Bellow, Saul (Vol. 1)
Bellow, Saul 1915–
Award-winning Jewish-American novelist, Bellow has written witty and intellectual novels which have won him world acclaim. His best-known works are Herzog, The Adventures of Augie March, and Henderson the Rain King. (See also Contemporary Authors, Vols. 5-8, rev. ed.)
Saul Bellow has become not merely a writer with whom it is possible to come to terms, but one with whom it is necessary to come to terms—perhaps of all our novelists the one we need most to understand, if we are to understand what the novel is doing at the present moment…. His appearance as the first Jewish-American novelist to stand at the center of American literature is flanked by a host of matching successes on other levels of culture and subculture…. The acceptance of Bellow as the leading novelist of his generation must be paired off with the appearance of Marjorie Morningstar on the front cover of Time. On all levels, the Jew is in the process of being mythicized into the representative American….
As The Victim is Bellow's most specifically Jewish book, Augie March (in this, as in all other respects, a reaction from the former) is his most generally American. Its milieu is Jewish American, its speech patterns somehow molded by Yiddish, but its theme is the native theme of Huckleberry Finn the rejection of power and commitment and success, the pursuit of a primal innocence. It is a strangely non-Jewish book in being concerned not with a man's rise but with his evasion of rising…. Unlike Twain, Bellow, though he has found the proper tone for his episodes, cannot recapture it for his close. Augie, which begins with such rightness, such conviction, does not know how to end; shriller and shriller, wilder and wilder, it finally whirls apart in a frenzy of fake euphoria and exclamatory prose….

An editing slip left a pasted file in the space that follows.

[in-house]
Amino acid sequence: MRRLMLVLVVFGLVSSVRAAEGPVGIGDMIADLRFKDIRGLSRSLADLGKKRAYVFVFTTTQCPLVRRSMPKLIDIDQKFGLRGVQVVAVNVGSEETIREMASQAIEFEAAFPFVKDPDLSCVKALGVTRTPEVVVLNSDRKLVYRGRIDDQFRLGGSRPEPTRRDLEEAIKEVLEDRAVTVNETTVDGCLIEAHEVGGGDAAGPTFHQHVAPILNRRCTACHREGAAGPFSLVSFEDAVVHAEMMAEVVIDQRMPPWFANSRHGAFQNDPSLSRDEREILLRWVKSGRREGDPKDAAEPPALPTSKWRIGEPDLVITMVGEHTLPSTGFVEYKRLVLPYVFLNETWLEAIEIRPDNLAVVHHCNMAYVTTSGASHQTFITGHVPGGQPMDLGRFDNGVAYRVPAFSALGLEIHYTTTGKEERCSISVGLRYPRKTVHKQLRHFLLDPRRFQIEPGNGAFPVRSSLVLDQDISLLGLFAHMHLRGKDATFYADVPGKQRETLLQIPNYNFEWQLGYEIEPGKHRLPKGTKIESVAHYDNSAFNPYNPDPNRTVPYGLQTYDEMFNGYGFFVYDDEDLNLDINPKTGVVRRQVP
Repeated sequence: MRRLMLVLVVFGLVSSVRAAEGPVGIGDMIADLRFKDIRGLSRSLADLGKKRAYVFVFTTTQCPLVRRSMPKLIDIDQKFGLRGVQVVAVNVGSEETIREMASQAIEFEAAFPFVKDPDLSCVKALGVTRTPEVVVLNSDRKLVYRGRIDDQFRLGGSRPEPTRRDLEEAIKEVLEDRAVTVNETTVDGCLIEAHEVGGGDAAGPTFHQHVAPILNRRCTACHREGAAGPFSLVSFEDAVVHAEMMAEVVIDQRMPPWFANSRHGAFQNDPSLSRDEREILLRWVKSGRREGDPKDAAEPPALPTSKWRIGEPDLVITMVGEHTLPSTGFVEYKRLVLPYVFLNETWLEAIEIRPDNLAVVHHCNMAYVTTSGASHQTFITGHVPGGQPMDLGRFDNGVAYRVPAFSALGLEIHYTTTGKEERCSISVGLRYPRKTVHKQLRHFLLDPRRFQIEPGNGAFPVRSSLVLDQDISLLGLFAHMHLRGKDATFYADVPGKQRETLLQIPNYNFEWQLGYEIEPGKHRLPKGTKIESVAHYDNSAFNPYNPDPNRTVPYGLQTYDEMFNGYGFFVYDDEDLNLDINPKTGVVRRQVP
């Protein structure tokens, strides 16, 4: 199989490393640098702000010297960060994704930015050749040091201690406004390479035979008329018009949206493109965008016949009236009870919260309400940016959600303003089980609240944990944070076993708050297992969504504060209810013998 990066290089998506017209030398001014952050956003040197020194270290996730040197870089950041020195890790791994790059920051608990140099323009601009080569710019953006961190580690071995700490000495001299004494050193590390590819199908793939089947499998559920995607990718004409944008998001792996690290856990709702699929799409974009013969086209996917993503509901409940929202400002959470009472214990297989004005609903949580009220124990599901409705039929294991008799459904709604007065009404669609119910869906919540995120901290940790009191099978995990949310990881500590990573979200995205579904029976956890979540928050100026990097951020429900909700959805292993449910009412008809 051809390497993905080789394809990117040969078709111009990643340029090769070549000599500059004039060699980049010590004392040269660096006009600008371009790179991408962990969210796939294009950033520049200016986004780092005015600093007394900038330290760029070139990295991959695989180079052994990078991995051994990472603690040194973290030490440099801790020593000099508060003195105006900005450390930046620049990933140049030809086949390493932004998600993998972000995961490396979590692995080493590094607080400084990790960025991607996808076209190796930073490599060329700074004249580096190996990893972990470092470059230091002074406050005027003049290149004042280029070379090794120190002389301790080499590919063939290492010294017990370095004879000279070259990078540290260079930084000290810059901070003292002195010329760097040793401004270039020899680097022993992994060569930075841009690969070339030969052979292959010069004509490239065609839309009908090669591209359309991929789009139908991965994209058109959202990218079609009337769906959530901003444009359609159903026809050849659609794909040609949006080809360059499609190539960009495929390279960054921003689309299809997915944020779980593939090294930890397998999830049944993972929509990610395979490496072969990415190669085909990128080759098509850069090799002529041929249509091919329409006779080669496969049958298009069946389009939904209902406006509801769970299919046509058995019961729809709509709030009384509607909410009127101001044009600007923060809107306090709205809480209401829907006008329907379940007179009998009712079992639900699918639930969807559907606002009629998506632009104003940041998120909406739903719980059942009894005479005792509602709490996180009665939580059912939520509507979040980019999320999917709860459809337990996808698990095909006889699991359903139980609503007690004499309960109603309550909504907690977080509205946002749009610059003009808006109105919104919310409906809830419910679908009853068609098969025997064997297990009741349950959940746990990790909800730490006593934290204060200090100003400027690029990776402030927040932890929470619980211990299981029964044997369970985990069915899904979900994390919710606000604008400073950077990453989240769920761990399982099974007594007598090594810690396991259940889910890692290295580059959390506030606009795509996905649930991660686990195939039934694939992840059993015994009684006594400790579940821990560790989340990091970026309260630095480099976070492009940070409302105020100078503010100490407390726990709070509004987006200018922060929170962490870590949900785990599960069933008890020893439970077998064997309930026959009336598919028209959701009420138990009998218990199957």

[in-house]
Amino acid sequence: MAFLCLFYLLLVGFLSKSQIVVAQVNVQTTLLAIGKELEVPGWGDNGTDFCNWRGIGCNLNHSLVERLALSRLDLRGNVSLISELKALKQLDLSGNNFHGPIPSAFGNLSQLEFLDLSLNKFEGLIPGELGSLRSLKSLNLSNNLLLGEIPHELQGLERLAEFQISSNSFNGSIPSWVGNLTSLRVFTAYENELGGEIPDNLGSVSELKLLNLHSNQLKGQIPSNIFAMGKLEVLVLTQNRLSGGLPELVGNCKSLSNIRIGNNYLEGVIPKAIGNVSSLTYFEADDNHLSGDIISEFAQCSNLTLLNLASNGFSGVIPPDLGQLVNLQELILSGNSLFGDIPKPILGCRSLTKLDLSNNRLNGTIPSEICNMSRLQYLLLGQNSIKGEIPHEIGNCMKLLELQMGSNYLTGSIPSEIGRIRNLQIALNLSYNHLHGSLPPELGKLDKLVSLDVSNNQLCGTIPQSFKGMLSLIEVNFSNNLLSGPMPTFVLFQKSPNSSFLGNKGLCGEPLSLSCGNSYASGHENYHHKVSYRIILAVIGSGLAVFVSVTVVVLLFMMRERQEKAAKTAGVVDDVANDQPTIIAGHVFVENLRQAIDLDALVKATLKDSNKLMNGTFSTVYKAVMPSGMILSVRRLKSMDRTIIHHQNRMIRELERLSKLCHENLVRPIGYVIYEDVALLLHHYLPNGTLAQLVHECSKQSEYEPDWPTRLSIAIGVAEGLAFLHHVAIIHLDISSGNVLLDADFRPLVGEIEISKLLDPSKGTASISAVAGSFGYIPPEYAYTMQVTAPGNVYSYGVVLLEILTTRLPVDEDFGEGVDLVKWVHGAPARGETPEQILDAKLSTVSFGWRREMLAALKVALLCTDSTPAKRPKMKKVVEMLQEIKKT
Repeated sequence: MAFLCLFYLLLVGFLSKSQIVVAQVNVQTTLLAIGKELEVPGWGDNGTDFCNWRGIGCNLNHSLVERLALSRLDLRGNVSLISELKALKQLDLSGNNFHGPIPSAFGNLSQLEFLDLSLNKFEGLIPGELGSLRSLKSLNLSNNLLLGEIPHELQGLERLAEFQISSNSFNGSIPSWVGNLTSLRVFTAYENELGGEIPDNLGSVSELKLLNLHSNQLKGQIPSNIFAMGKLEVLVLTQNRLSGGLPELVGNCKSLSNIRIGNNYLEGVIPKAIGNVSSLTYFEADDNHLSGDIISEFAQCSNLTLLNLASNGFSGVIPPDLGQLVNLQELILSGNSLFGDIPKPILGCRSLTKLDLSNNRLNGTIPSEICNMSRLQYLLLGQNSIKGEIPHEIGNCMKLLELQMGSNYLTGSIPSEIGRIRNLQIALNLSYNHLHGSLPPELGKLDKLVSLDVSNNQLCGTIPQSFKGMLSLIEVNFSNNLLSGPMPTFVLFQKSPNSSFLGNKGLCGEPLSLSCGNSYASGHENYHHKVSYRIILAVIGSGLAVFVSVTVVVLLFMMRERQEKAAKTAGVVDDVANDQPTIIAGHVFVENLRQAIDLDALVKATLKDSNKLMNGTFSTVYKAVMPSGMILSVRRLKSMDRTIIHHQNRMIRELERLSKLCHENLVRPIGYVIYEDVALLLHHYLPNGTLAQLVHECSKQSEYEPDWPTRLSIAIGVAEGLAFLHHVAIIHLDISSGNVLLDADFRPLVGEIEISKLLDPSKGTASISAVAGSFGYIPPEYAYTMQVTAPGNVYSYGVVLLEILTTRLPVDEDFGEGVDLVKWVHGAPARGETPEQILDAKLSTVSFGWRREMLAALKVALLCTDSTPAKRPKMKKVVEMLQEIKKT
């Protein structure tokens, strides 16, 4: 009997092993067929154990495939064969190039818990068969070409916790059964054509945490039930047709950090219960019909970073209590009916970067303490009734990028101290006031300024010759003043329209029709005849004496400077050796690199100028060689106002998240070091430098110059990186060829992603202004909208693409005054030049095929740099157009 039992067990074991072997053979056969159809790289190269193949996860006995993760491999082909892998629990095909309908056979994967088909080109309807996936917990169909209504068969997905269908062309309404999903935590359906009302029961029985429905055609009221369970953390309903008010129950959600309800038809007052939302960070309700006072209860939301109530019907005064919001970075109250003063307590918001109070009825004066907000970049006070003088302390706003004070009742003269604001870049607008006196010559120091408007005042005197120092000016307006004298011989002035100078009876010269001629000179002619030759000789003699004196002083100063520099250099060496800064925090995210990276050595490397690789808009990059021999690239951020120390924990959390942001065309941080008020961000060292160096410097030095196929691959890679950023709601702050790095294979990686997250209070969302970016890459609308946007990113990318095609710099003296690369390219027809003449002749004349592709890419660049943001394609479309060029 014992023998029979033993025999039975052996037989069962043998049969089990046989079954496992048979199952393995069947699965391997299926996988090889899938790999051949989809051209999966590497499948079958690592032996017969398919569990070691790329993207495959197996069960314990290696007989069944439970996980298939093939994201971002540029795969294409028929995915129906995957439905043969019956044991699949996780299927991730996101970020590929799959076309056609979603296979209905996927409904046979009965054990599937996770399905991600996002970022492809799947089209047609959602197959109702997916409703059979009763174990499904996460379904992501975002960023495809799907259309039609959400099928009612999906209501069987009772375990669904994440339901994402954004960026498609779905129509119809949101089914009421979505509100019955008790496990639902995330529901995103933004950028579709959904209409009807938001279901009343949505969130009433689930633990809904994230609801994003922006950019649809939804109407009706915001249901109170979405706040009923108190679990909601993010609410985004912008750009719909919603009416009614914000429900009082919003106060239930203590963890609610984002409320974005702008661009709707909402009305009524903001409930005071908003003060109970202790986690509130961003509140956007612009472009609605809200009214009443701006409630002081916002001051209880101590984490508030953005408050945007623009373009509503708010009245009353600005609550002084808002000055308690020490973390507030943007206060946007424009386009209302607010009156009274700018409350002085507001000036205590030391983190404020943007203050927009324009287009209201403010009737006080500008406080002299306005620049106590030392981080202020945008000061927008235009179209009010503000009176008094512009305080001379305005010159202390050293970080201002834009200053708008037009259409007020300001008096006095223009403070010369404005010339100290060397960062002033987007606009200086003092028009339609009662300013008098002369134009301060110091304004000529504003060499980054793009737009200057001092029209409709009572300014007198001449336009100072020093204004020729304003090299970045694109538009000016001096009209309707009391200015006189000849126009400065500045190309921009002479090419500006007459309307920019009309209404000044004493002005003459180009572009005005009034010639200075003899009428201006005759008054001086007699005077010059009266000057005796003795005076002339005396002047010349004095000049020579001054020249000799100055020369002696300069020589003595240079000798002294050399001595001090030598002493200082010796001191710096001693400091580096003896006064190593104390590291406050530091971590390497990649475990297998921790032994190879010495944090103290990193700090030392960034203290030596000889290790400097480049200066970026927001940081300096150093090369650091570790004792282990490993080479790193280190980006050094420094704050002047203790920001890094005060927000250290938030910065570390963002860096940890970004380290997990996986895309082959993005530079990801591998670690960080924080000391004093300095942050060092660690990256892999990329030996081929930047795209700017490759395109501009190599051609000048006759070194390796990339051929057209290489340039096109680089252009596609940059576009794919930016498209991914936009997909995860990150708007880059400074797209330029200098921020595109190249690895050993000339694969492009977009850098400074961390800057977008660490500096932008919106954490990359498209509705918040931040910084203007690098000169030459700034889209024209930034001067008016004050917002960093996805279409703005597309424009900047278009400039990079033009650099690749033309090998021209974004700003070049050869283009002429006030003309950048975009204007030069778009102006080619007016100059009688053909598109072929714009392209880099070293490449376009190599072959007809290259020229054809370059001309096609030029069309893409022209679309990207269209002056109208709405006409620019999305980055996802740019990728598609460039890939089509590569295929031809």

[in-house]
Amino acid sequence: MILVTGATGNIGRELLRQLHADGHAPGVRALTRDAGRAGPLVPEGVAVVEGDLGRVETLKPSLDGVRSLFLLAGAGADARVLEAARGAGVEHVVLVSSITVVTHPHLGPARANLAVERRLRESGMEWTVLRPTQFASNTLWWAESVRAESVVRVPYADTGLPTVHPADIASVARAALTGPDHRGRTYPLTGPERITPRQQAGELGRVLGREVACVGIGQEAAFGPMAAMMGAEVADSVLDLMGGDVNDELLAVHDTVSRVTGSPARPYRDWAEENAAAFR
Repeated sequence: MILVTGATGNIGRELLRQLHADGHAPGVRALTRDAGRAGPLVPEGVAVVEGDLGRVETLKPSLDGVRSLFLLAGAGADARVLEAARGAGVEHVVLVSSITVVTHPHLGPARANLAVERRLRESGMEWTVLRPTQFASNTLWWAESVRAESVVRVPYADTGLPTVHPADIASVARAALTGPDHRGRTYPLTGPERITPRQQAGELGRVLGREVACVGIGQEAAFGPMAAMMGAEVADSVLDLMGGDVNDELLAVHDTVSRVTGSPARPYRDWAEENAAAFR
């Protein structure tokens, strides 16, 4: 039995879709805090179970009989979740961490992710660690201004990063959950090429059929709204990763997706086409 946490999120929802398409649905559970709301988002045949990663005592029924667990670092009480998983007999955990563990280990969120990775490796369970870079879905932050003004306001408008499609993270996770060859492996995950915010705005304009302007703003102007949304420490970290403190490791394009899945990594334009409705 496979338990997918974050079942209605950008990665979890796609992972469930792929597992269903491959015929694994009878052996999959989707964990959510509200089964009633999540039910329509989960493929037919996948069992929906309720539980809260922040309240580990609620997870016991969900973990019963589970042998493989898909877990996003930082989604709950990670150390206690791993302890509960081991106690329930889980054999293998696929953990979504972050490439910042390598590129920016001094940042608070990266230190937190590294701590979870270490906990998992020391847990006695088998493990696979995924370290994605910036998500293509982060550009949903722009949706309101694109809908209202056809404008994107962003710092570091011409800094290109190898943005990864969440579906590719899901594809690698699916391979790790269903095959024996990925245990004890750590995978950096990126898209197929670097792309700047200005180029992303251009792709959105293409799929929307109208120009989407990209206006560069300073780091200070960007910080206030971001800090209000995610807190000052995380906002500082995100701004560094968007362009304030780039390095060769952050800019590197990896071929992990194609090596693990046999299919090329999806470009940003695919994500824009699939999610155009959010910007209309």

Since Bellow's style is based on a certain conversational ideal at once intellectual and informal, dialogue is for him necessarily a distillation of his strongest effects. Sometimes one feels his characters' speeches as the main events of the books in which they occur; certainly they have the impact of words exchanged among Jews, that is to say, the impact of actions, not merely overheard but felt, like kisses or blows. Implicit in the direction of his style is a desire to encompass a world larger, richer, more disorderly and untrammeled than that of any other writer of his generation; it is this which impels him toward the picaresque, the sprawling, episodic manner of Augie March. But there is a counter impulse in him toward the tight, rigidly organized, underplayed style of The Victim: and at his best, I think, as in Seize the Day, an ability to balance the two tendencies against each other: hysteria and catalepsy, the centrifugal and the centripetal in a sort of perilous rest….
More, perhaps, than any other recent novelist, Bellow is aware that the collapse of the proletarian novel, which marks the starting place of his own art, has meant more than the disappearance of a convention in the history of fiction. With the disappearance of the proletarian novel as a form there has taken place the gradual dissolution of the last widely shared definition of man: man as the product of society. If man seems at the moment extraordinarily lonely, it is not only because he finds it hard to communicate with his fellows, but because he has lost touch with any overarching definition of himself. This Bellow realizes; as he realizes that it is precisely in such loneliness, once man learns not to endure but to become that loneliness, that man can rediscover his identity and his fellowship with others.
Leslie A. Fiedler, "Saul Bellow," in Prairie Schooner, Summer, 1957, pp. 103-10.
There is something in Bellow's accent that may remind us of the innocent and childlike spirit of a Stephen Crane, consumed as the earlier writer was also by the flames of his own oedipal and religious conflict…. Saul Bellow is genuinely concerned with, and even oppressed by, the moral values of his...
(The entire section is 6,504 words.)